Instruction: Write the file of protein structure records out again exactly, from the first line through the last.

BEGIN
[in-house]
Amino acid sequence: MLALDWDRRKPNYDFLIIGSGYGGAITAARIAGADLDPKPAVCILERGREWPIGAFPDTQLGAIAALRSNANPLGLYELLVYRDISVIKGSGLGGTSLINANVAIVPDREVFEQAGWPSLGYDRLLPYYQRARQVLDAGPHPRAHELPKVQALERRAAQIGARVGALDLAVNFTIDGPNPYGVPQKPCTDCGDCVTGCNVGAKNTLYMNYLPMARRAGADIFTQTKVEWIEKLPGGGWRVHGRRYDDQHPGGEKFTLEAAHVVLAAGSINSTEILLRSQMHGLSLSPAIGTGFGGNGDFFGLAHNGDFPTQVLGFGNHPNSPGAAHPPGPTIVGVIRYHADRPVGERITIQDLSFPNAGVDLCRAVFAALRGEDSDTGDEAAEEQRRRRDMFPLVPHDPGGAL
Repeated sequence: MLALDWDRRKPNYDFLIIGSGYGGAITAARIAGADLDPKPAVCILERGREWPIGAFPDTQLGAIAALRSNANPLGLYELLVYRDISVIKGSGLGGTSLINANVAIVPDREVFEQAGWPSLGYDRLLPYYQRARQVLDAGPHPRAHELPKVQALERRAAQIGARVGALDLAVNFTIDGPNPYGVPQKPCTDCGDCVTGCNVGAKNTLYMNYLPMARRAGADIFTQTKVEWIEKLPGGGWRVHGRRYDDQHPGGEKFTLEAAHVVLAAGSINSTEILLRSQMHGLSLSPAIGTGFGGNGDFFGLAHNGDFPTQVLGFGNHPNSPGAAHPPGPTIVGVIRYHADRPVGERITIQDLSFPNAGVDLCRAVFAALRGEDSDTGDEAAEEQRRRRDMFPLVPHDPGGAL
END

[in-house]
Amino acid sequence: MLALDWDRRKPNYDFLIIGSGYGGAITAARIAGADLDPKPAVCILERGREWPIGAFPDTQLGAIAALRSNANPLGLYELLVYRDISVIKGSGLGGTSLINANVAIVPDREVFEQAGWPSLGYDRLLPYYQRARQVLDAGPHPRAHELPKVQALERRAAQIGARVGALDLAVNFTIDGPNPYGVPQKPCTDCGDCVTGCNVGAKNTLYMNYLPMARRAGADIFTQTKVEWIEKLPGGGWRVHGRRYDDQHPGGEKFTLEAAHVVLAAGSINSTEILLRSQMHGLSLSPAIGTGFGGNGDFFGLAHNGDFPTQVLGFGNHPNSPGAAHPPGPTIVGVIRYHADRPVGERITIQDLSFPNAGVDLCRAVFAALRGEDSDTGDEAAEEQRRRRDMFPLVPHDPGGAL
Repeated sequence: MLALDWDRRKPNYDFLIIGSGYGGAITAARIAGADLDPKPAVCILERGREWPIGAFPDTQLGAIAALRSNANPLGLYELLVYRDISVIKGSGLGGTSLINANVAIVPDREVFEQAGWPSLGYDRLLPYYQRARQVLDAGPHPRAHELPKVQALERRAAQIGARVGALDLAVNFTIDGPNPYGVPQKPCTDCGDCVTGCNVGAKNTLYMNYLPMARRAGADIFTQTKVEWIEKLPGGGWRVHGRRYDDQHPGGEKFTLEAAHVVLAAGSINSTEILLRSQMHGLSLSPAIGTGFGGNGDFFGLAHNGDFPTQVLGFGNHPNSPGAAHPPGPTIVGVIRYHADRPVGERITIQDLSFPNAGVDLCRAVFAALRGEDSDTGDEAAEEQRRRRDMFPLVPHDPGGAL